See What HealthDay Can Do For You
Contact Us

Biker Fatalities Skyrocket Among the 40-and-Over Set

Rate jumped 68% in only three years, study says

THURSDAY, Jan. 10, 2002 (HealthDayNews) -- If you're an older motorcycle rider, try to take it easy. Crash deaths among people 40 and over have soared in the last decade, according to a new report from an insurance industry group.

The report, from the Insurance Institute for Highway Safety, says deaths among riders in that age bracket jumped 150 percent since 1990, and 68 percent just between 1997 and 2000. Older bikers accounted for 40 percent of the 2,800 motorcycle fatalities in the United States in 2000; a decade earlier, older bikers accounted for only 14 percent of bike deaths. The median age of riders killed in wrecks has climbed from 27 in 1990 to 36 in 2000, largely because of a powerful shift in who buys bikes.

"The people who are buying the motorcycles now are not Hell's Angels. They wear button-down shirts during the week, but then cut loose and ride their [bike] on the weekend," says Russ Rader, a spokesman for the insurance industry group.

And indeed, Harley-Davidson, the American company that specializes in large, powerful cycles, has had a remarkable turnaround in the last decade, culminating in record sales in 2001. Figures on the company's Web site show that the median age of a Harley owner has risen from about 35 in 1987 to over 45 in 2000.

Motorcycle ridership surged at the end of the last decade, with sales of new machines rising 50 percent, from 356,000 to 539,000 between 1997 and 1999, the report says. And after a long period of decline, motorcycle deaths have been on the rise, too.

Rader calls that trend "the one dim spot in an otherwise improving traffic safety picture."

The risk of death on a cycle is 18 times greater per mile traveled than it is in a passenger vehicle, according to the report, which is based on data collected by the federal government.

The reason for the U-turn: 30 states have either weakened or repealed their helmet laws since 1975, Rader says, and only 20 states and the District of Columbia require all motorcyclists to wear a helmet while riding. In the absence of a helmet law, only about half the bikers wear the protective devices, while states with such rules get essentially complete compliance, the report says.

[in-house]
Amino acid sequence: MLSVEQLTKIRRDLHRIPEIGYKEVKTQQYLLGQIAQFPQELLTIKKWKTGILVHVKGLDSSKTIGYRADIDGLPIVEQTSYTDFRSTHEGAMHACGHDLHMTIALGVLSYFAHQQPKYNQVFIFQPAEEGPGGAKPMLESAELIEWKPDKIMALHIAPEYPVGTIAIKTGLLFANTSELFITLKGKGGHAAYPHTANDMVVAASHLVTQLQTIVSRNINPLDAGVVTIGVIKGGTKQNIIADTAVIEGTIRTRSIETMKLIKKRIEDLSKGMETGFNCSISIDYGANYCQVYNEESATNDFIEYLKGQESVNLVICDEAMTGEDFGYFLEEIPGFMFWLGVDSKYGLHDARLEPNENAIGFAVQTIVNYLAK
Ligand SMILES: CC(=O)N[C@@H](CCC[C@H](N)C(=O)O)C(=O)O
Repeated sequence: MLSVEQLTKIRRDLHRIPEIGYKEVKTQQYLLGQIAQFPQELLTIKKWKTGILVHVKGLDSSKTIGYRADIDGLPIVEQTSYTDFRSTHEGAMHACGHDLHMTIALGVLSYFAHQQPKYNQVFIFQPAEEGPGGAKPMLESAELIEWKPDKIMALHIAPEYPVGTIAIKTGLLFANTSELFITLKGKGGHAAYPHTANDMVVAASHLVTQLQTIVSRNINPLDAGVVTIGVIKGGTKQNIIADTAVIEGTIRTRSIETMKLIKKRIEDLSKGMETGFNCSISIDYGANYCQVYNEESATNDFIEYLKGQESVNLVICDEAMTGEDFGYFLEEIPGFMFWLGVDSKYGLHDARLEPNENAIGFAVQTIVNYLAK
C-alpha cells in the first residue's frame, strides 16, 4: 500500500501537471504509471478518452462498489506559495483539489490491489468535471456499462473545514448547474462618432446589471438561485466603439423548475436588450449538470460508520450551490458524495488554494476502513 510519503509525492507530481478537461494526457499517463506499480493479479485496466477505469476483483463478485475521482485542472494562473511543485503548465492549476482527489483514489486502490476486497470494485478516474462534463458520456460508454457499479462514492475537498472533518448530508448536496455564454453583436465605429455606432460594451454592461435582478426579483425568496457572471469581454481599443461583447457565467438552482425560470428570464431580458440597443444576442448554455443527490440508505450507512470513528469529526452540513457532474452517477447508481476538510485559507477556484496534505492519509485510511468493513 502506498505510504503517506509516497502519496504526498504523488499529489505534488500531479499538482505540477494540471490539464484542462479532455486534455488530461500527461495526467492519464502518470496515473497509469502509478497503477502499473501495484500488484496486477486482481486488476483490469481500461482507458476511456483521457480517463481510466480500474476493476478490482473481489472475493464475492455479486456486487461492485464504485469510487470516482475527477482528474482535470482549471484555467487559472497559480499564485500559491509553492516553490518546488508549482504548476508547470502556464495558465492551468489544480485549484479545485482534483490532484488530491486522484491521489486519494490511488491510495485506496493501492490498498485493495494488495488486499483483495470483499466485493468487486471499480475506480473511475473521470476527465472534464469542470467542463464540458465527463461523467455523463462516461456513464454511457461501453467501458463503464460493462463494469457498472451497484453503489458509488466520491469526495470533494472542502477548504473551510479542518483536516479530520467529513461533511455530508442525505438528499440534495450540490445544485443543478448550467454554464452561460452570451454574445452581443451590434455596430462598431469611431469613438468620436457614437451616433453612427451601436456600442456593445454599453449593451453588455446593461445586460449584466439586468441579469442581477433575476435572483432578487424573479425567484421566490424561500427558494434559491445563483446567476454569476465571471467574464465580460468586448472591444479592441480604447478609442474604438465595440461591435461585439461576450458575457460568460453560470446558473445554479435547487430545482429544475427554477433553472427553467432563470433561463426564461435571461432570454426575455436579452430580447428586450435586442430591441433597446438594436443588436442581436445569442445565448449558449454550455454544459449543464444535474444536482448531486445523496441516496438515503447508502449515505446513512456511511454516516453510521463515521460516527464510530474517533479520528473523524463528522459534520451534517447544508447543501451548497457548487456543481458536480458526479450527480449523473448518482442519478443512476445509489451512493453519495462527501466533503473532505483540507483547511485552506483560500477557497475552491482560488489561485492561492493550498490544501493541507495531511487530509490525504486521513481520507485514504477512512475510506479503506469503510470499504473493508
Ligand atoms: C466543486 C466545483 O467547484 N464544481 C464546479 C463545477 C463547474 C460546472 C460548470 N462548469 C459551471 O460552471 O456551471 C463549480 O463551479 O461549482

Another factor is that riders today covet more powerful bikes, and the cycle industry has indulged them. Although motorcycles with smaller engines account for the most fatalities in this country, deadly crashes involving machines with bigger engines are catching up, the report says.

Steve Kohler, a spokesman for the California Highway Patrol, says part of the problem stems from first-time riders mounting cycles in middle age.

"If you've been doing it since you were 18 or 19, you have skills that someone who's 45 is never going to have," Kohler says. Kohler also notes that California requires anyone under 21 who applies for a motorcycle license to take a special rider training course, but he says that law doesn't apply to those over 21.

In California, fatal motorcycle wrecks climbed from 232 in 1996 to 275 in 2000. But while deaths among riders age 15 to 24 are down over the period, those among riders 25 and older are up, state statistics show.

Large increases occurred among riders age 45 to 54, with deaths rising from 33 in 1996 to 55 in 2000, an increase of 67 percent. Among those 55 to 64, the death rate doubled during the period. Fatal crashes also rose sharply for riders age 65 to 74, among whom there were no fatalities in 1996 but 11 in 2000, figures show.

Tom Lindsay, a spokesman for the American Motorcyclist Association, says his group admits the recent rise in deaths is "a matter of concern." However, Lindsay adds, forcing riders to wear helmets isn't necessarily going to reverse that trend.

"We still maintain the position that it should be an adult motorcyclist's choice as to whether or not to wear a helmet," he says.

What To Do

To find out more on the motorcycle death report, visit the Insurance Institute for Highway Safety.

For more on motorcycling, try the American Motorcylist Association or the Motorcycle Safety Foundation.

SOURCES: Interviews with Russ Rader, spokesman, Insurance Institute for Highway Safety, Arlington, Va.; Steve Kohler, spokesman, California Highway Patrol, Sacramento; Tom Lindsay, spokesman, American Motorcyclist Association, Pickerington, Ohio; Harley-Davidson; Insurance Institute for Highway Safety report, Jan. 10, 2001; Insurance Institute for Highway Safety photo
Consumer News